We believe that the courts should follow the United States Constitution so that Black people will receive fair trials. The Fourteenth Amendment of the U.S. Constitution gives a man a right to be tried by his peer group. A peer is a person from a similar economic, social, religious, geographical, environmental, historical, and racial background. To do this the court will be forced to select a jury from the Black community from which the Black defendant came. We have been, and are being, tried by all-White juries that have no understanding of the “average reasoning man” of the Black community.

  1. 10.

    We Want Land, Bread, Housing, Education, Clothing, Justice, And Peace.

    When, in the course of human events, it becomes necessary for one people to dissolve the political bands which have connected them with another, and to assume, among the powers of the earth, the separate and equal station to which the laws of nature and nature’s God entitled them, a decent respect of the opinions of mankind requires that they should declare the causes which impel them to the separation.

We hold these truths to be self-evident, that all men are created equal; that they are endowed by their Creator with certain inalienable rights; that among these are life, liberty, and the pursuit of happiness. That, to secure these rights, governments are instituted among men, deriving their just powers from the consent of the governed; that, whenever any form of government becomes destructive of these ends, it is the right of the people to alter or abolish it, and to institute a new government, laying its foundation on such principles, and organizing its powers in such form, as to them shall seem most likely to effect their safety and happiness. Prudence, indeed, will dictate that governments long established should not be changed for light and transient causes; and, accordingly, all experience hath shown that mankind are more disposed to suffer, while evils are sufferable, than to right themselves by abolishing the forms to which they are accustomed. But, when a long train of abuses and usurpations, pursuing invariably the same object, evinces a design to reduce them under absolute despotism, it is their right, it is their duty, to throw off such government, and to provide new guards for their future security.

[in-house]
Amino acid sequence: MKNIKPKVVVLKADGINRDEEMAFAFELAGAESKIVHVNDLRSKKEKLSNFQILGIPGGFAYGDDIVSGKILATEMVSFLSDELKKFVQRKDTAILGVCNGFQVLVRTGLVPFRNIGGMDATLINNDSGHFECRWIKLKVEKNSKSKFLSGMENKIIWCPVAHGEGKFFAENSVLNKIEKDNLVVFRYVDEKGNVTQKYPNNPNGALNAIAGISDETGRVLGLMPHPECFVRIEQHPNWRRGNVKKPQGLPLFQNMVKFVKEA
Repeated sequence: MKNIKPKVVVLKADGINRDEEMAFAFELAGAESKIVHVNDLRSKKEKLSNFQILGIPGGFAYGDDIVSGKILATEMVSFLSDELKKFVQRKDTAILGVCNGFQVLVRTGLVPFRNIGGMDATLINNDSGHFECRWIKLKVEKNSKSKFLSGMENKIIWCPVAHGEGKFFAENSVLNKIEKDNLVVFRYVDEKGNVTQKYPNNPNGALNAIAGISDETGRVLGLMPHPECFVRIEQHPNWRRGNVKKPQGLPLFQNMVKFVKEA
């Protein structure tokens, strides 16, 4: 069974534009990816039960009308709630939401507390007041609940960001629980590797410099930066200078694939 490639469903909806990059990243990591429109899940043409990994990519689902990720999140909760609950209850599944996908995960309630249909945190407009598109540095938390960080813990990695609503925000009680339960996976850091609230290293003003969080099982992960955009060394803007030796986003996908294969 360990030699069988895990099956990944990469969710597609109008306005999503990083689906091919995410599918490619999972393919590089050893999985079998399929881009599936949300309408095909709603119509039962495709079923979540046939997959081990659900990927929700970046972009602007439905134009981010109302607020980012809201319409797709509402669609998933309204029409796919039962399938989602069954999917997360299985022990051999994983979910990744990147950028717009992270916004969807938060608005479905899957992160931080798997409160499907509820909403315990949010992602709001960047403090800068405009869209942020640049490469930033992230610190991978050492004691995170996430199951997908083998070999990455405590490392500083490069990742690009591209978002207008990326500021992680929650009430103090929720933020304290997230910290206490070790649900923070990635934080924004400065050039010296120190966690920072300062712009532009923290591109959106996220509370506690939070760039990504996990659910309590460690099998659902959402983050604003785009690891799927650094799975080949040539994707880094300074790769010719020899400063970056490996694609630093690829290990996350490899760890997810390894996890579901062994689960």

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Pope, R.J., Flanigan, S.T. Revolution for Breakfast: Intersections of Activism, Service, and Violence in the Black Panther Party’s Community Service Programs. Soc Just Res 26, 445–470 (2013). https://doi.org/10.1007/s11211-013-0197-8